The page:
Helping Teenagers Cope with Grief
Each year thousands of teenagers experience the death of someone they love. When a parent, sibling, friend or relative dies, teens feel the overwhelming loss of someone who helped shape their fragile self-identities. And these feelings about the death become a part of their lives forever.
Caring adults, whether parents, teachers, counselors or friends, can help teens during this time. If adults are open, honest and loving, experiencing the loss of someone loved can be a chance for young people to learn about both the joy and pain that comes from caring deeply for others.
Many Teens Are Told To “Be Strong”
When a parent dies, many teens are told to “be strong” and “carry on” for the surviving parent. They may not know if they will survive themselves let alone be able to support someone else. Obviously, these kinds of conflicts hinder the “work of mourning”.
Teen Years Can Be Naturally Difficult
At the same time the bereaved teen is confronted by the death of someone loved, he or she also faces psychological, physiological and academic pressures. While teens may begin to look like “men” or “women”, they will still need consistent and compassionate support as they do the work of mourning, because physical development does not always equal emotional maturity.
Teens Often Experience Sudden Deaths
Support May Be Lacking
They are usually expected to be “grown up” and support other members of the family, particularly a surviving parent and/or younger brothers and sisters.
Many teens have been told, “now, you will have to take care of your family.” When an adolescent feels a responsibility to “care for the family”, he or she does not have the opportunity—or the permission to mourn.
Sometimes we assume that teenagers will find comfort from their peers. But when it comes to death, this may not be true. It seems that unless friends have experienced grief themselves, they project their own feelings of helplessness by ignoring the subject of loss entirely.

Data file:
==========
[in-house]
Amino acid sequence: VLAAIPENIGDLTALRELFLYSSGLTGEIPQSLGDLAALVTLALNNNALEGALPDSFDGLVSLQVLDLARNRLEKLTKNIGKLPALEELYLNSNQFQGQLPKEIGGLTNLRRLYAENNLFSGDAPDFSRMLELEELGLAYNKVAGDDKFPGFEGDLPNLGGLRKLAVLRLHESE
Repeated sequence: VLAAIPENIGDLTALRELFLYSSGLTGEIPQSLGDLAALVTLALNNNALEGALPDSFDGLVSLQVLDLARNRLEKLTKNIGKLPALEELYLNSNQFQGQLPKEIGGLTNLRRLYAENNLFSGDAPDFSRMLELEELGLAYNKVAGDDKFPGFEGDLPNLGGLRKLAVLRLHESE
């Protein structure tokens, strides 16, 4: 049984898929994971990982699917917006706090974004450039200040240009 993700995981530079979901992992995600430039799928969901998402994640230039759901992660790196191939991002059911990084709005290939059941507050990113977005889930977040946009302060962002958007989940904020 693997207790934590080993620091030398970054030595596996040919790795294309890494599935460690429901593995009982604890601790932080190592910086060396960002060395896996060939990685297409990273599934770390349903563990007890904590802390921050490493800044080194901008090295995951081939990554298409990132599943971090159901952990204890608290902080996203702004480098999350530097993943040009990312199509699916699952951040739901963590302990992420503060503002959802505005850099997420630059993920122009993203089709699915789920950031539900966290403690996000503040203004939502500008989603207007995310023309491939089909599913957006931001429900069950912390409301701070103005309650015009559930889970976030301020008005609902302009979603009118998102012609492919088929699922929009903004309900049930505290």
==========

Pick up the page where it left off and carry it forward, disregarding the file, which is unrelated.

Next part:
Relationship Conflicts May Exist
If a parent dies while the adolescent is emotionally and physically pushing the parent away, there is often a sense of guilt and “unfinished business”. While the need to create distance is normal we can easily see how this complicates the experience of mourning.
Signs a Teen May Need Extra Help
To help a teen who is having a particularly hard time with his or her loss, explore the full spectrum of helping services in your community. School counselors, church groups and private therapists are appropriates resources for some young people, while others may just need a little more time and attention from caring adults like you. The important thing is that you help the grieving teen find safe and nurturing emotional outlets at this difficult time.
Caring Adult’s Role
Teens often need caring adults to confirm that it’s all right to be sad and to feel a multitude of emotions when someone they love dies. They also usually need help understanding that the hurt they feel now won’t last forever. When ignored, teens may suffer more from feeling isolated than from the actual death itself. Worse yet, they feel all alone in their grief.
Be Aware of Support Groups
Understanding the Importance of the Loss
Grief is complex. It will vary from teen to teen. Caring adults need to communicate to children that this feeling is not one to be ashamed of or hide. Instead, grief is a natural expression of love for the person who died.
For caring adults, the challenge is clear: teenagers do not choose between grieving and not grieving; adults, on the other hand, do have a choice—to help or not to help teens cope with grief.
With love and understanding, adults can support teens through this vulnerable time and help make the experience a valuable part of a teen’s personal growth and development.
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